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While I’ve never lucked out with an entire plane to myself, I have managed to score a couple empty cabins — twice this year alone, in fact.

The first was back in June, when I flew solo in the rear business mini-cabin on Oman Air’s 787-9 Dreamliner. The airline offers a top-notch business-class product on that plane, with the same Apex seat you’ll find on some other airlines, such as Korean Air — plus the empty cabin made the experience even better.

Given that it was a redeye, though, I pretty much just slept. So when I landed my second empty cabin of the year, on a Cathay Pacific A330 from Hong Kong to Colombo this Wednesday night — en-route to Dubai for the inaugural 777 suites flight — I decided to take full advantage.

The crew could tell I was especially excited about having my own cabin. While there were a dozen or so seats occupied in the forward section, I had my very own private space with 10 open seats, in addition to my pre-selected pick of 21K, in the last row of business class.

I asked the purser to take my picture with the empty cabin, which he actually seemed pretty thrilled to do. He even came back a couple minutes later and suggested that he take my picture in a different seat — that’s when the wheels started turning.

I had a couple GoPro cameras in my bag, which I’d planned to use for the Emirates flight, so I asked if it would be okay for me to mount one in the cabin. I sketched out my plan to give him an idea of what I was hoping to do, and he said that was fine, as long as I didn’t get the staff in any of the photos. No problemo.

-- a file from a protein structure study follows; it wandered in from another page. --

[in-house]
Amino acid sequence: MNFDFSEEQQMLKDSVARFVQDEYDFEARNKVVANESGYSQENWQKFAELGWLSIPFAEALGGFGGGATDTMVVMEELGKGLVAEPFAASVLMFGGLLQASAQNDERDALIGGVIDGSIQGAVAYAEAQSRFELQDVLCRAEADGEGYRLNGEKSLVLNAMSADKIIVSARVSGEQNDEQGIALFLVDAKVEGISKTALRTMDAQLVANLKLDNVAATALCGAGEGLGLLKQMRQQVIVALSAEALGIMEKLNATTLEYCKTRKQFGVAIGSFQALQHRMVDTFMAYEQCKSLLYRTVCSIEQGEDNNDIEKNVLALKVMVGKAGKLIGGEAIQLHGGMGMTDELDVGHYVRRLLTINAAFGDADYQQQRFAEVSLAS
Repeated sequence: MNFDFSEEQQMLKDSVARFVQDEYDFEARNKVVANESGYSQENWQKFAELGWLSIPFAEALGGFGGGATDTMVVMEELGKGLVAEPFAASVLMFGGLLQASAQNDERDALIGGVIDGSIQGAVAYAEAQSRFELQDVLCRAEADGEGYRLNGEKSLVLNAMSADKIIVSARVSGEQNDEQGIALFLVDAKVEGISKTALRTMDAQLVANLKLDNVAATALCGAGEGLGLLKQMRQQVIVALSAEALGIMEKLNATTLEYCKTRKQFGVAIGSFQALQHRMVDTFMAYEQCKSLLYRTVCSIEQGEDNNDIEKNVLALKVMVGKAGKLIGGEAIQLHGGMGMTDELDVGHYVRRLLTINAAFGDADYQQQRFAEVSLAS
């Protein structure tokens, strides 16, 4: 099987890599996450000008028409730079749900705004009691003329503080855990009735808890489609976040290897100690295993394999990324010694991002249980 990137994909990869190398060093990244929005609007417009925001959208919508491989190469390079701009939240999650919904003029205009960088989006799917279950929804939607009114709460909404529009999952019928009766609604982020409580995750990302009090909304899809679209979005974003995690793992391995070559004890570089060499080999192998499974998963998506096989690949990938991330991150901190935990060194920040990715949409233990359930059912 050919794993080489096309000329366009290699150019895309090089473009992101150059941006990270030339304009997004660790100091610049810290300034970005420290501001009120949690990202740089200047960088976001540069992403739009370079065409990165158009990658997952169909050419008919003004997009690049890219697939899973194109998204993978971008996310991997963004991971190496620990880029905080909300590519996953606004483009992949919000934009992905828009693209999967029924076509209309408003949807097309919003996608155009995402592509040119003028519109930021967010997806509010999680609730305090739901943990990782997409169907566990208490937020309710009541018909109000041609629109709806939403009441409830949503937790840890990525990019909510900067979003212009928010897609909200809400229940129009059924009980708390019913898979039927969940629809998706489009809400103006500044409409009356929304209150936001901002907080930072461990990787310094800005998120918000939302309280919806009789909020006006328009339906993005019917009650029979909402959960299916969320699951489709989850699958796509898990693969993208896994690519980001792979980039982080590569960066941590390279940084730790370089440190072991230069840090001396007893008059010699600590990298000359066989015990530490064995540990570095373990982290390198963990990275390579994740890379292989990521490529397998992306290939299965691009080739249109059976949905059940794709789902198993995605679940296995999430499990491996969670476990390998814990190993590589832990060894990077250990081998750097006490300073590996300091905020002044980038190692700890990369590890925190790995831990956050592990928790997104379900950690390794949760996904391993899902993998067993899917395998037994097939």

So, here’s the end result. If you hit “play,” you’ll get an idea of the steps necessary to pull this off, and given that I’ve gotten a lot of questions about the logistics, I’ll run through some of the basics here. Feel free to try something similar on your next “solo” flight!

First of all, as far as I know, there isn’t an app that lets you do something quite like this, though it seems like several folks were hoping for a very straightforward solution. It wasn’t tremendously difficult, but you do need to be an “advanced” Photoshop user to pull it off. Here’s what I did, ordered step-by-step:

  1. I got the permission of the crew — this one’s key, I think.
  2. I drew up a seat map and assigned tasks for each. I’d “sleep” in one, “watch a movie” in another, and so on.
  3. I mounted the GoPro at the front of the cabin — to pull this off, it’s critical that the overall frame remains as static as possible. I also recommend setting white balance and exposure manually. And select a low ISO to minimize noise.
  4. I set the timer to 5 seconds and used my iPhone to trigger the GoPro to capture wide-angle stills, snapping several frames at each seat.
  5. I picked the best frames then layered them onto the base image (the one where I’m eating) using Photoshop.
  6. With each new layer, I erased all but the additional content — me in the seat, and, in one shot, my shoes on the floor.
  7. I exported the completed image with all layers
  8. I also exported frames where I added one layer at a time, then built them into the GIF you see above using an iOS app called ImgPlay.

Finally, I uploaded the GIF to Twitter and a video version (exported at the same time from ImgPlay) to Instagram.

I had actually gotten the idea from the movie Coming to America, in which Eddie Murphy plays a handful of roles, including several characters in the same scene. While this isn’t quite the same thing, I figured it’d be fun to give it a try. It certainly made for a memorable flight, both for me and the crew! And, no, before you ask… I won’t be earning 11 times the miles, unfortunately.

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